Presidential Exhibits at the National Archives

Welcome to THIS IS AMERICA in VOA Special English. I’m Faith Lapidus.

And I’m Bob Doughty. Today we visit the National Archives for some presidential history.

President George W. Bush will begin his second term on Inauguration Day, January twentieth. But Inauguration Day has not always taken place on this date in wintertime.

George Washington gave the nation’s first presidential swearing-in speech in the spring. He spoke on April thirtieth, seventeen eighty-nine, in New York City.

Part of Washington's handwritten speech will be shown at the National Archives, in the city named in his honor, this week through January twenty-fifth. Visitors can see the first and last pages of the speech. They can also see the Bible on which he placed his hand during the swearing-in ceremony.

George Washington had led the American colonies to freedom from England in the Revolutionary War. Now he spoke of what he called the “difficulty of the trust to which the voice of my country called me.” He also pointed out that as the first president of the United States, he had no example to follow. Years later, America’s thirty-third president, Harry Truman, recognized an example of what the job was like. Being president, Truman said, was like riding a tiger.

Now he and others who rode that tiger are the subjects of a collection of presidential photographs at the National Archives. Some pictures in the exhibit show the pressures of America’s highest office. Others show the pleasures of political life. Still others record family times or lighthearted moments, like Ronald Reagan enjoying a laugh on the presidential plane, Air Force One.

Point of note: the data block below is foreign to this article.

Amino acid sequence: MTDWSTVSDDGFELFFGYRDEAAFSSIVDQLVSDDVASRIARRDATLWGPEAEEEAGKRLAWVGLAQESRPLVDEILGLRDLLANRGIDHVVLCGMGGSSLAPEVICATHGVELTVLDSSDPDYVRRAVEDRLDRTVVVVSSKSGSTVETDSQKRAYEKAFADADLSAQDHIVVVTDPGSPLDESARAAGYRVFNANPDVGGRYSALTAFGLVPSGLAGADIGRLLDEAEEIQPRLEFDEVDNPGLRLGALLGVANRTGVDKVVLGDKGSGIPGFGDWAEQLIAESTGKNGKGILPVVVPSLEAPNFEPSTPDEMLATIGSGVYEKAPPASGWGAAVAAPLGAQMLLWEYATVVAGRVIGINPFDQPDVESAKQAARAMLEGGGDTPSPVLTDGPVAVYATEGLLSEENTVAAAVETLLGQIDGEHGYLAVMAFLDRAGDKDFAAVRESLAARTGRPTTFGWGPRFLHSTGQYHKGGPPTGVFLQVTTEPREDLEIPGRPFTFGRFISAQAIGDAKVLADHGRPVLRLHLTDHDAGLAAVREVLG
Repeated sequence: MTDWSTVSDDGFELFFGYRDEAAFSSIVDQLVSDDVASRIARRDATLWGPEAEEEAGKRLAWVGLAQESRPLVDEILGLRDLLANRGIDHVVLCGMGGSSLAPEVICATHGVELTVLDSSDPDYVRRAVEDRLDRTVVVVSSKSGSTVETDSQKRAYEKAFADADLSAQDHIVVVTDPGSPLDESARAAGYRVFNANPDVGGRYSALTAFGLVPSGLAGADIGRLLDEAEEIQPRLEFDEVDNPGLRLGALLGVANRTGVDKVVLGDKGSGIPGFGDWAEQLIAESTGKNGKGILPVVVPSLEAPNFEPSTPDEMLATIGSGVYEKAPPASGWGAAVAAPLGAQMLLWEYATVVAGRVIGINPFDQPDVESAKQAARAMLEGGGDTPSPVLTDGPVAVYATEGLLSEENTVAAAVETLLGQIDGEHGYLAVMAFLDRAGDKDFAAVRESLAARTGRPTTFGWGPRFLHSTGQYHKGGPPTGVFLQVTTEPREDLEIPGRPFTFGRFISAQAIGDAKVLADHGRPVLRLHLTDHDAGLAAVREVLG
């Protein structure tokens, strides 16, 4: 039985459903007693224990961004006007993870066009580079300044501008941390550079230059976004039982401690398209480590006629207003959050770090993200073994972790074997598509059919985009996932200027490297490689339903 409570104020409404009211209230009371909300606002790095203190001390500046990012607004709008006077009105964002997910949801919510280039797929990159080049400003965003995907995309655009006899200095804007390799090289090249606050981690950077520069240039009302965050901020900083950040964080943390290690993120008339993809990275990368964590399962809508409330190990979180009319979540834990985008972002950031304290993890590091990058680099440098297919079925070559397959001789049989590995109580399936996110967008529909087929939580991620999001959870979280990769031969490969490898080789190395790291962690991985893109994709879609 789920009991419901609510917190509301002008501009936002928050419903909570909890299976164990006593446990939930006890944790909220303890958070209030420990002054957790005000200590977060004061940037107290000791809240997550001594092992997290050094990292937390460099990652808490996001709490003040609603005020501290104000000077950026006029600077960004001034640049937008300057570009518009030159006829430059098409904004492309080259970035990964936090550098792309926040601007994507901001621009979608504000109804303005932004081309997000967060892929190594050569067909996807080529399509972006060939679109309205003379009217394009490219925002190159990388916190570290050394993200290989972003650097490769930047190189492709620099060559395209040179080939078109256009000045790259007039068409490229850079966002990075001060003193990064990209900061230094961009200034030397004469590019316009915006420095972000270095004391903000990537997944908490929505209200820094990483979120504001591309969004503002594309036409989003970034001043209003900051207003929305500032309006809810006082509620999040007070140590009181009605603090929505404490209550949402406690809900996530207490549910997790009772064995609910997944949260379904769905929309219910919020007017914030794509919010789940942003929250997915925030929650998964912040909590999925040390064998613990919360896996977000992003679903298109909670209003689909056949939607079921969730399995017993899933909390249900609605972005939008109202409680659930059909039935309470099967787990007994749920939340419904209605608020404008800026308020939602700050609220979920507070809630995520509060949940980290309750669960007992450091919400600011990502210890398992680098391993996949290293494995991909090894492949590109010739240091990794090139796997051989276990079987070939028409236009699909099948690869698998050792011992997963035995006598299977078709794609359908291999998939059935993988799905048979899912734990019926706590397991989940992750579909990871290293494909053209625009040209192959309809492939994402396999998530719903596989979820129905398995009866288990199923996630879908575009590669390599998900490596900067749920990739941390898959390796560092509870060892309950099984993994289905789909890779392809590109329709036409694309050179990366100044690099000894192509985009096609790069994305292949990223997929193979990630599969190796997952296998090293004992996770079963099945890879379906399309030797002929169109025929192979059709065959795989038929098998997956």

The exhibit is called "The American Presidency: Photographic Treasures of the National Archives." It is presented by U.S. News & World Report magazine. It is the first exhibit in the Lawrence F. O'Brien Gallery. The newly named space opened in December. Lawrence O’Brien was an adviser to presidents Kennedy and Johnson. The photographs demonstrate the development of camera art over the last one hundred fifty years. Most of the forty pictures are in black-and-white.

A photo from eighteen fifty-seven shows James Buchanan during his first year as president. The photographer was Mathew Brady, one of the nation’s first great photographers of historical subjects. Buchanan sits in a chair next to a table covered by a cloth and topped by books. A feather pen sits in ink. The chair is turned half-sideways from the camera. Buchanan has one leg crossed over the other. The nation he led was divided over slavery and the rights of states. Four years later, America was at war with itself. The slave-holding South rebelled against the Union.

Abraham Lincoln guided the nation through the Civil war. Another photo by Mathew Brady shows President Lincoln at a military camp in Antietam, Maryland, in eighteen sixty-two. Lincoln stands between two other officials. But their presence does not seem nearly as important compared to the very tall president with the very tall hat. The Civil War lasted from eighteen sixty-one until eighteen sixty-five.

William McKinley was president from eighteen ninety-seven until his death in nineteen-oh-one, when an anarchist shot him.

The National Archives exhibit shows McKinley during a visit to his hometown in Ohio. He reaches out to greet children. He looks happy and at ease. The image we see is really two pictures. These were made to be looked at side-by-side in a device called a stereoptican. This way pictures appeared to have depth.

Theodore Roosevelt followed McKinley in office. One photograph shows Teddy Roosevelt in front of a huge tree. He loved the open air and he loved to hunt. But he also recognized the need to protect wildlife and nature. During his eight years in office, he created many national forests and other protected areas.